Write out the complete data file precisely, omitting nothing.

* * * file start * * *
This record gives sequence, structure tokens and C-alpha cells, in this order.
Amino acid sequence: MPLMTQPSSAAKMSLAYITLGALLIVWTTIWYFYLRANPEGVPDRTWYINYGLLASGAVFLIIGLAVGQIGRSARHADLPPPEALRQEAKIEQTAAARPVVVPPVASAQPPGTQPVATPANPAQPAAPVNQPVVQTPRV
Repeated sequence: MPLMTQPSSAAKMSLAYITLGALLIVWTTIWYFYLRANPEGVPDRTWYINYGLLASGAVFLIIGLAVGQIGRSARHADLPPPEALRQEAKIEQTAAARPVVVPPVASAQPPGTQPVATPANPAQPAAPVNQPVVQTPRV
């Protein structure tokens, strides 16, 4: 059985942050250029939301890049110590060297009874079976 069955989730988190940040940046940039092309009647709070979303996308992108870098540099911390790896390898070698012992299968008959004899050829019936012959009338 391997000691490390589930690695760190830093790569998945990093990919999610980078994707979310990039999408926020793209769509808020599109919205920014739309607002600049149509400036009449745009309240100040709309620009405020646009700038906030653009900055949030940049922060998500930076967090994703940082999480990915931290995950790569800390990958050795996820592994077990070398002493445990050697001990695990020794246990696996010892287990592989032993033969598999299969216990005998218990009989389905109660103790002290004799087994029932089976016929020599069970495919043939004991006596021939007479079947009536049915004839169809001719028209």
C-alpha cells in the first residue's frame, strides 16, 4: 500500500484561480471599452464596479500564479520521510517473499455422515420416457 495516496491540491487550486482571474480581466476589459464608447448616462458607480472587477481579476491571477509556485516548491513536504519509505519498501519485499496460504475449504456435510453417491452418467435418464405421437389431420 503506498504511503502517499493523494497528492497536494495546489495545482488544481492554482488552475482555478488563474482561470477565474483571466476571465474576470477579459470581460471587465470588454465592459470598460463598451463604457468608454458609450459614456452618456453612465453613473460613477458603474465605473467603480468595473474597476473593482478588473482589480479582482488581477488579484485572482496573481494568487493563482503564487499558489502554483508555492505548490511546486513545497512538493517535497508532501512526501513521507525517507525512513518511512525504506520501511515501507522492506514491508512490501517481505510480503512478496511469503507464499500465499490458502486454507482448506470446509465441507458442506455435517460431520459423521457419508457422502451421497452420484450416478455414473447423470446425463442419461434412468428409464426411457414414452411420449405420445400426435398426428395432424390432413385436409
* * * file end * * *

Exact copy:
This record gives sequence, structure tokens and C-alpha cells, in this order.
Amino acid sequence: MPLMTQPSSAAKMSLAYITLGALLIVWTTIWYFYLRANPEGVPDRTWYINYGLLASGAVFLIIGLAVGQIGRSARHADLPPPEALRQEAKIEQTAAARPVVVPPVASAQPPGTQPVATPANPAQPAAPVNQPVVQTPRV
Repeated sequence: MPLMTQPSSAAKMSLAYITLGALLIVWTTIWYFYLRANPEGVPDRTWYINYGLLASGAVFLIIGLAVGQIGRSARHADLPPPEALRQEAKIEQTAAARPVVVPPVASAQPPGTQPVATPANPAQPAAPVNQPVVQTPRV
């Protein structure tokens, strides 16, 4: 059985942050250029939301890049110590060297009874079976 069955989730988190940040940046940039092309009647709070979303996308992108870098540099911390790896390898070698012992299968008959004899050829019936012959009338 391997000691490390589930690695760190830093790569998945990093990919999610980078994707979310990039999408926020793209769509808020599109919205920014739309607002600049149509400036009449745009309240100040709309620009405020646009700038906030653009900055949030940049922060998500930076967090994703940082999480990915931290995950790569800390990958050795996820592994077990070398002493445990050697001990695990020794246990696996010892287990592989032993033969598999299969216990005998218990009989389905109660103790002290004799087994029932089976016929020599069970495919043939004991006596021939007479079947009536049915004839169809001719028209």
C-alpha cells in the first residue's frame, strides 16, 4: 500500500484561480471599452464596479500564479520521510517473499455422515420416457 495516496491540491487550486482571474480581466476589459464608447448616462458607480472587477481579476491571477509556485516548491513536504519509505519498501519485499496460504475449504456435510453417491452418467435418464405421437389431420 503506498504511503502517499493523494497528492497536494495546489495545482488544481492554482488552475482555478488563474482561470477565474483571466476571465474576470477579459470581460471587465470588454465592459470598460463598451463604457468608454458609450459614456452618456453612465453613473460613477458603474465605473467603480468595473474597476473593482478588473482589480479582482488581477488579484485572482496573481494568487493563482503564487499558489502554483508555492505548490511546486513545497512538493517535497508532501512526501513521507525517507525512513518511512525504506520501511515501507522492506514491508512490501517481505510480503512478496511469503507464499500465499490458502486454507482448506470446509465441507458442506455435517460431520459423521457419508457422502451421497452420484450416478455414473447423470446425463442419461434412468428409464426411457414414452411420449405420445400426435398426428395432424390432413385436409